As the plot above demonstrates, degrees of freedom are crucial as they determine the shape of our chi-square distribution. But what exactly are degrees of freedom?

Essentially, they represent the number of independent pieces of information allowed to vary in a system. For instance, in a contingency table, the degrees of freedom refer to the number of cells that can be varied, considering the total values observed in our sample. Is this concept a bit complex? I have created a video to illustrate this concept more clearly.

In a contingency table, degrees of freedom (DF) are calculated with the expression below, where *nrows* and *ncolumns* are the numbers of rows and columns, respectively.

## 4. How to estimate a contingency table under the null hypothesis?

Now that you’re familiar with the chi-square distribution and understand how to calculate degrees of freedom for a chi-square test, let’s explore how to derive our test statistic. Our aim is to determine if there’s an association between two categorical variables. Therefore, our alternative hypothesis (*H1*) posits that these two variables are dependent. Conversely, the *null* hypothesis (*H0*) suggests that the variables are independent.

In our case, we’re investigating the potential association between gender and verdict variables. To examine our contingency table, please run the following code. For an in-depth explanation of what this code accomplishes, refer to the lesson ‘How to Change Fonts in ggplot2 with Google Fonts’

*H0*: There is no association between gender and verdict.

*H1*: There is association between gender and verdict.

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What would the above table appear like if the null hypothesis were true? In other words, if gender and verdict were truly independent, how would we calculate the expected values for each cell in that table? It’s important to remember that when events are independent, their probabilities are not influenced by each other. This principle is key to calculating the expected values in such a scenario.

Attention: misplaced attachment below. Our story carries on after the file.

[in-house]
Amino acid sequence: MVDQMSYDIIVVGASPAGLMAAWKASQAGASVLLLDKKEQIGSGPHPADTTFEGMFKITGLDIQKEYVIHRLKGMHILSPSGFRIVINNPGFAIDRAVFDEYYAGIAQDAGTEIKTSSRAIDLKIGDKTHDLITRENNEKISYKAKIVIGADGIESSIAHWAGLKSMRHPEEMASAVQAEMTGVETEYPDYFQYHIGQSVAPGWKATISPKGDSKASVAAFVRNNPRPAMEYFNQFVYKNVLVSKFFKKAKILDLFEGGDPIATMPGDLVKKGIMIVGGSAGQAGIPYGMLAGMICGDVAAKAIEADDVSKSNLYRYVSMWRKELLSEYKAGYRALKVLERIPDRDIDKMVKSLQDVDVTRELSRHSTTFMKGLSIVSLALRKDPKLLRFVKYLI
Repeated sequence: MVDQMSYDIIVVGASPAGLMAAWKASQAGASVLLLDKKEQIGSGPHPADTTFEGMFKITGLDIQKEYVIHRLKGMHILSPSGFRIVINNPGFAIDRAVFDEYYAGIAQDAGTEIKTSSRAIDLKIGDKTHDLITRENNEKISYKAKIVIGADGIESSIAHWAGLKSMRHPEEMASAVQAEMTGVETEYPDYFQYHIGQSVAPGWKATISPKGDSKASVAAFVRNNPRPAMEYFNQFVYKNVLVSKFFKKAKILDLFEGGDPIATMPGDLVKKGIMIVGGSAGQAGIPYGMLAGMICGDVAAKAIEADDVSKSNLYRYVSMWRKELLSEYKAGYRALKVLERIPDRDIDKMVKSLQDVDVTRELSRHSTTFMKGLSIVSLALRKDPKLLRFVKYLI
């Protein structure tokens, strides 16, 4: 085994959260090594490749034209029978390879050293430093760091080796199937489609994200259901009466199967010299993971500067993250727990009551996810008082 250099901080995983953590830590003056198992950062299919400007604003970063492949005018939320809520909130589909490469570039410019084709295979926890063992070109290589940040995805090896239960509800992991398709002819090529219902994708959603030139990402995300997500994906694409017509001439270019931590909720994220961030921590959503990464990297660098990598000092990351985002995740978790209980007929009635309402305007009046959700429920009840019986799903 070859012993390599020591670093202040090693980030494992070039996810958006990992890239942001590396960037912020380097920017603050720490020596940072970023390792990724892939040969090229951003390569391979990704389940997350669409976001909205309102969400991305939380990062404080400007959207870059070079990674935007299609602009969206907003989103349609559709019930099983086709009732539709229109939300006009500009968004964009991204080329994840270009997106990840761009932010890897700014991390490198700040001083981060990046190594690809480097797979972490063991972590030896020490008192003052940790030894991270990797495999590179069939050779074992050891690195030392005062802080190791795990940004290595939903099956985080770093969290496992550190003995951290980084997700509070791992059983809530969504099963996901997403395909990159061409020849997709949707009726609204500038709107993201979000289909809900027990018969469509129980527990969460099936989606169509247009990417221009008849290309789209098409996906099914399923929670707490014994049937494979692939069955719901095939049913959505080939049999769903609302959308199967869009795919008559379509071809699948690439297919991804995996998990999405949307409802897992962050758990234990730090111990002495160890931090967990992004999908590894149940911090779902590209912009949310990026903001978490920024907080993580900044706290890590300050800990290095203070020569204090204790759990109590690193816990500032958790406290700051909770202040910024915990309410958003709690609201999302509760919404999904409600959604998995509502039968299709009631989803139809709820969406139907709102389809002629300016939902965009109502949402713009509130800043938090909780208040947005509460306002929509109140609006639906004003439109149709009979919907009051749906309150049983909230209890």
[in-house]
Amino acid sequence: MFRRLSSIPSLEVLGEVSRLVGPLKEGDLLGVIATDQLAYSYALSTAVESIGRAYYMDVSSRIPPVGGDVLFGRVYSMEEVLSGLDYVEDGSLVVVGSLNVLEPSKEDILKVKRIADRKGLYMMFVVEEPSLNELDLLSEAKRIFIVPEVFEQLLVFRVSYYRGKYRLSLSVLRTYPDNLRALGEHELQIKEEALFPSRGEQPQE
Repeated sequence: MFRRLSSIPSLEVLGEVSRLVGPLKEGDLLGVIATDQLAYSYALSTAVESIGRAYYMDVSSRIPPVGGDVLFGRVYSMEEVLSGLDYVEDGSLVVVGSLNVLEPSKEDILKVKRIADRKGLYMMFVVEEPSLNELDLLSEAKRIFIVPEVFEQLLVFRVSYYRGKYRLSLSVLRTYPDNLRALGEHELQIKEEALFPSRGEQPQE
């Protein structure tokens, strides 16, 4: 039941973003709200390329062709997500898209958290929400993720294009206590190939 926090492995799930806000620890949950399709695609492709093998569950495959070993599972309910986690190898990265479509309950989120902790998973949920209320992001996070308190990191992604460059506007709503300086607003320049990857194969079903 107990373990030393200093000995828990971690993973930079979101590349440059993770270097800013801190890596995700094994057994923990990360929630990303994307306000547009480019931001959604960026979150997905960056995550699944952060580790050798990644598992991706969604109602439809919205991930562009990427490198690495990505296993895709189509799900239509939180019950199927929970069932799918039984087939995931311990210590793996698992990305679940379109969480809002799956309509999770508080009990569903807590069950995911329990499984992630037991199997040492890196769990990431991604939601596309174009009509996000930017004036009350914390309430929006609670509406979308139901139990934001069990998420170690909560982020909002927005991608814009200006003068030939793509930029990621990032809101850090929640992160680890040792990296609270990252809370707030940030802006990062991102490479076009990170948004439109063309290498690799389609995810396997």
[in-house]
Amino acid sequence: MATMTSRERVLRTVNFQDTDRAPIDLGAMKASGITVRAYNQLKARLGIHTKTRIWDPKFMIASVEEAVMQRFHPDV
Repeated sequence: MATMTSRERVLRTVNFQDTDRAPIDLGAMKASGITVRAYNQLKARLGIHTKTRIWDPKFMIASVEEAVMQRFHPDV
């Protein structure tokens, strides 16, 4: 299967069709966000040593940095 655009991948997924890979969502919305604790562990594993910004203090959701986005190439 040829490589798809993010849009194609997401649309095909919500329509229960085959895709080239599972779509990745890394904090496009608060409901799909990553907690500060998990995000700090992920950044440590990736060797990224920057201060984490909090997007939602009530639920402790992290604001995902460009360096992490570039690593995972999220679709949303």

For instance, if we assume that the cause of death and gender are independent, we can calculate the probability of observing a case where a woman had an accidental death by multiplying the probability of the individual being a woman by the probability of an accidental death occurring. Once you’ve determined this probability, you can then multiply it by the total number of individuals in the sample to estimate the expected count for that specific cell in the table. This procedure is shown below.

The calculation for the other cells in the table follows the same methodology. It’s worth noting that many textbooks present the following formula to calculate the expected values, which is based on the logic we’ve just discussed. In this formula, *RT* stands for row total; *CT* for column total; and *TT* for table total. You do not have to know this formula if you understood the underlying logic we explained earlier.

After you calculate all the expected values, it is time to calculate our test statistic.

## 5. Calculating chi-square in R